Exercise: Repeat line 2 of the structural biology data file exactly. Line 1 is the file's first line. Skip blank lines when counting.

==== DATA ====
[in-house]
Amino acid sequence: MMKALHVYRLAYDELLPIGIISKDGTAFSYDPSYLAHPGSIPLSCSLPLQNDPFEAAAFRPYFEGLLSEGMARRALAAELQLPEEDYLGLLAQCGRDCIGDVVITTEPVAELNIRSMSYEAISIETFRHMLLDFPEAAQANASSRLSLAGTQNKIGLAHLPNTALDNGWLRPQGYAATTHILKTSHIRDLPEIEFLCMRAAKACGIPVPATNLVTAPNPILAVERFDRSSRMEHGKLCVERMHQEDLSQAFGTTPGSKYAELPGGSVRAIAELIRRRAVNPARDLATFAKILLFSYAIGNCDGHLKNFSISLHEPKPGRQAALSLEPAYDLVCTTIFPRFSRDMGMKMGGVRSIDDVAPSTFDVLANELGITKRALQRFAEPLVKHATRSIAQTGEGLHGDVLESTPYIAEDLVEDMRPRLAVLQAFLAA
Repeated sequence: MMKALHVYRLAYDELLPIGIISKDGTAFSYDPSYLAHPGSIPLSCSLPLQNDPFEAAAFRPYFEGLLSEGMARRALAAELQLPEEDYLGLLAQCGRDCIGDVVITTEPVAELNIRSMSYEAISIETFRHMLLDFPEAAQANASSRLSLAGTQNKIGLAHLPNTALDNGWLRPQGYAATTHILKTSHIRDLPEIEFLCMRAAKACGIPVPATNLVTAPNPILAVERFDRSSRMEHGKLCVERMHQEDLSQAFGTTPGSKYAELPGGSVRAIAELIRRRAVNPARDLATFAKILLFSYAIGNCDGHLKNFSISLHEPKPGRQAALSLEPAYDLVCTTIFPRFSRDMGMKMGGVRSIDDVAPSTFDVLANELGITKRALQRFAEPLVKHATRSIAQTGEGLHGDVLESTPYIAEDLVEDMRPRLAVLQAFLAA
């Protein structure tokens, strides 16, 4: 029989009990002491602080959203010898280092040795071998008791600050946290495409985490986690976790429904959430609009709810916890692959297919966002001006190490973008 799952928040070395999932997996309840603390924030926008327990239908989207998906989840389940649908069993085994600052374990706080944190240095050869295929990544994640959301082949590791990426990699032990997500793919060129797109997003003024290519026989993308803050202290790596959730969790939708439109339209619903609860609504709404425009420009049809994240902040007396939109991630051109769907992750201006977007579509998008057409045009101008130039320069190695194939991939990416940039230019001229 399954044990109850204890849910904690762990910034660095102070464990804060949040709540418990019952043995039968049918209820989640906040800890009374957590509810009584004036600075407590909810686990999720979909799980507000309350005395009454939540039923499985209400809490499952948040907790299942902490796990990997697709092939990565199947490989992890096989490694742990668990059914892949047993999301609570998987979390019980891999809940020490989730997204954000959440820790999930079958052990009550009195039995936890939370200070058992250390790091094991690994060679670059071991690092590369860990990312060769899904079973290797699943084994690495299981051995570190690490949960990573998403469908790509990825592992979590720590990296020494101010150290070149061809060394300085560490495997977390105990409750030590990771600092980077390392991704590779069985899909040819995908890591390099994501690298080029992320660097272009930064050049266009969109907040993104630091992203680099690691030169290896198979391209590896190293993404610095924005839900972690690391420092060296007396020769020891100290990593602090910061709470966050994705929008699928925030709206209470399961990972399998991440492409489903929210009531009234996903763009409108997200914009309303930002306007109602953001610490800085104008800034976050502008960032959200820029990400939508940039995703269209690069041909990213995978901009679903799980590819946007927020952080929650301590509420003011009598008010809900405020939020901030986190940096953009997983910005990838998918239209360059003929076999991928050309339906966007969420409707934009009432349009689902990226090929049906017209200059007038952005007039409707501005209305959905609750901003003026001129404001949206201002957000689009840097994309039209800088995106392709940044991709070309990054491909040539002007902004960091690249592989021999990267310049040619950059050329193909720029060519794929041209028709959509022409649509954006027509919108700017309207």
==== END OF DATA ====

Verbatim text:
Amino acid sequence: MMKALHVYRLAYDELLPIGIISKDGTAFSYDPSYLAHPGSIPLSCSLPLQNDPFEAAAFRPYFEGLLSEGMARRALAAELQLPEEDYLGLLAQCGRDCIGDVVITTEPVAELNIRSMSYEAISIETFRHMLLDFPEAAQANASSRLSLAGTQNKIGLAHLPNTALDNGWLRPQGYAATTHILKTSHIRDLPEIEFLCMRAAKACGIPVPATNLVTAPNPILAVERFDRSSRMEHGKLCVERMHQEDLSQAFGTTPGSKYAELPGGSVRAIAELIRRRAVNPARDLATFAKILLFSYAIGNCDGHLKNFSISLHEPKPGRQAALSLEPAYDLVCTTIFPRFSRDMGMKMGGVRSIDDVAPSTFDVLANELGITKRALQRFAEPLVKHATRSIAQTGEGLHGDVLESTPYIAEDLVEDMRPRLAVLQAFLAA